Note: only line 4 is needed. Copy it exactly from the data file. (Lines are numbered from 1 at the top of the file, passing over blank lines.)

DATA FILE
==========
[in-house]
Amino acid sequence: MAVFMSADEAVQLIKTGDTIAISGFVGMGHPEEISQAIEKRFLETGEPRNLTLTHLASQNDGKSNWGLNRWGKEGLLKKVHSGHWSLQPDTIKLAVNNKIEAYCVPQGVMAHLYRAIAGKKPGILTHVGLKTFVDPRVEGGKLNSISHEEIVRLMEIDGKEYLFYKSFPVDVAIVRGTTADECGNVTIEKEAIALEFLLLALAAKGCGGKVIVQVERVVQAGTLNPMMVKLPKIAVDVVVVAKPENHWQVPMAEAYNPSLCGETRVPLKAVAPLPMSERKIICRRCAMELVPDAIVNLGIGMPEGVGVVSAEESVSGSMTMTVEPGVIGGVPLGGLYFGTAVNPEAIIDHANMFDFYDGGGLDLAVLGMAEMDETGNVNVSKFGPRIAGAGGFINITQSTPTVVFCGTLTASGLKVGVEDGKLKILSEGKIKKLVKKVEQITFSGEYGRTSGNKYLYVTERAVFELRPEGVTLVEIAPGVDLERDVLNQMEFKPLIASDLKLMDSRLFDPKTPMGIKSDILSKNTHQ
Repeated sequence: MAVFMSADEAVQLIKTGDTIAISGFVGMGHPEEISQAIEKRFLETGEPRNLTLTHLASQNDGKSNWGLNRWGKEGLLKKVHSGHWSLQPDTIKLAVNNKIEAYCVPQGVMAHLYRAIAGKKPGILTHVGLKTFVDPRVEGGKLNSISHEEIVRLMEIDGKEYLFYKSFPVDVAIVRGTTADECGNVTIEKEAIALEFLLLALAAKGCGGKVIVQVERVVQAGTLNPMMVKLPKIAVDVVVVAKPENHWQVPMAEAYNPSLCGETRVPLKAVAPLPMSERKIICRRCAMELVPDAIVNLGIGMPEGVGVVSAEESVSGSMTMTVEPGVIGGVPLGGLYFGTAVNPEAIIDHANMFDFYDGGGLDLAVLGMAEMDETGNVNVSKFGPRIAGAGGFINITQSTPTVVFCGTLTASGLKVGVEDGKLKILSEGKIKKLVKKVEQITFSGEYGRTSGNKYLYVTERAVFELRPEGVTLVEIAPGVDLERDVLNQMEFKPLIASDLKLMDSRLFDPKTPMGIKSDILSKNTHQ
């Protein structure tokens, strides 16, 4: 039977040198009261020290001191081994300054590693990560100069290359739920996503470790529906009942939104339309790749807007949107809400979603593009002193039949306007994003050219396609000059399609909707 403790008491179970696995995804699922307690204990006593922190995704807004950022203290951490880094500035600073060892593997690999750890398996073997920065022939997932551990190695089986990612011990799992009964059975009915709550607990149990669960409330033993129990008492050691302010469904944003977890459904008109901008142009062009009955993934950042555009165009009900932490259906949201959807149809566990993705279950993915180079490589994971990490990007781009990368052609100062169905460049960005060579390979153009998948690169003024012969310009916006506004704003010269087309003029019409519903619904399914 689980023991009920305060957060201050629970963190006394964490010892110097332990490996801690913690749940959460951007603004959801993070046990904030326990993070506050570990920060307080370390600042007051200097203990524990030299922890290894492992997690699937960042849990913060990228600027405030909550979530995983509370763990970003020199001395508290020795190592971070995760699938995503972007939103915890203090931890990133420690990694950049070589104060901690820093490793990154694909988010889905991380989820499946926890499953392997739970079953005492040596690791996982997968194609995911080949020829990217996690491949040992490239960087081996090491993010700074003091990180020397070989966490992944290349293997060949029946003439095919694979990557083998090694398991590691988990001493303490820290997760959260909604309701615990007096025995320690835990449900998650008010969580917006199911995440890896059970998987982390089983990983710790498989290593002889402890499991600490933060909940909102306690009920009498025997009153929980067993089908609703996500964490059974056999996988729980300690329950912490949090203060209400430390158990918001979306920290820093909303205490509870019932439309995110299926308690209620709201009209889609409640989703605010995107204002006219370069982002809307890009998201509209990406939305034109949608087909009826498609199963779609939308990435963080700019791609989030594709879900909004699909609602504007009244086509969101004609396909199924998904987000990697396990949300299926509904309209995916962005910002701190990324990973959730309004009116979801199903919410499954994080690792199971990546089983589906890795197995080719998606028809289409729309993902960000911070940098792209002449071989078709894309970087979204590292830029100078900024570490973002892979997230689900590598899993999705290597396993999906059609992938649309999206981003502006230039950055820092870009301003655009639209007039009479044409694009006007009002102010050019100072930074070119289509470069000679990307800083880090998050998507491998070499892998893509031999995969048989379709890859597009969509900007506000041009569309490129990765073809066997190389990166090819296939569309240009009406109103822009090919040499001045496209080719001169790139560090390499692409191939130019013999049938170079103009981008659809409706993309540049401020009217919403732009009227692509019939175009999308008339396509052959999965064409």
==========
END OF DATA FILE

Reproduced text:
């Protein structure tokens, strides 16, 4: 039977040198009261020290001191081994300054590693990560100069290359739920996503470790529906009942939104339309790749807007949107809400979603593009002193039949306007994003050219396609000059399609909707 403790008491179970696995995804699922307690204990006593922190995704807004950022203290951490880094500035600073060892593997690999750890398996073997920065022939997932551990190695089986990612011990799992009964059975009915709550607990149990669960409330033993129990008492050691302010469904944003977890459904008109901008142009062009009955993934950042555009165009009900932490259906949201959807149809566990993705279950993915180079490589994971990490990007781009990368052609100062169905460049960005060579390979153009998948690169003024012969310009916006506004704003010269087309003029019409519903619904399914 689980023991009920305060957060201050629970963190006394964490010892110097332990490996801690913690749940959460951007603004959801993070046990904030326990993070506050570990920060307080370390600042007051200097203990524990030299922890290894492992997690699937960042849990913060990228600027405030909550979530995983509370763990970003020199001395508290020795190592971070995760699938995503972007939103915890203090931890990133420690990694950049070589104060901690820093490793990154694909988010889905991380989820499946926890499953392997739970079953005492040596690791996982997968194609995911080949020829990217996690491949040992490239960087081996090491993010700074003091990180020397070989966490992944290349293997060949029946003439095919694979990557083998090694398991590691988990001493303490820290997760959260909604309701615990007096025995320690835990449900998650008010969580917006199911995440890896059970998987982390089983990983710790498989290593002889402890499991600490933060909940909102306690009920009498025997009153929980067993089908609703996500964490059974056999996988729980300690329950912490949090203060209400430390158990918001979306920290820093909303205490509870019932439309995110299926308690209620709201009209889609409640989703605010995107204002006219370069982002809307890009998201509209990406939305034109949608087909009826498609199963779609939308990435963080700019791609989030594709879900909004699909609602504007009244086509969101004609396909199924998904987000990697396990949300299926509904309209995916962005910002701190990324990973959730309004009116979801199903919410499954994080690792199971990546089983589906890795197995080719998606028809289409729309993902960000911070940098792209002449071989078709894309970087979204590292830029100078900024570490973002892979997230689900590598899993999705290597396993999906059609992938649309999206981003502006230039950055820092870009301003655009639209007039009479044409694009006007009002102010050019100072930074070119289509470069000679990307800083880090998050998507491998070499892998893509031999995969048989379709890859597009969509900007506000041009569309490129990765073809066997190389990166090819296939569309240009009406109103822009090919040499001045496209080719001169790139560090390499692409191939130019013999049938170079103009981008659809409706993309540049401020009217919403732009009227692509019939175009999308008339396509052959999965064409």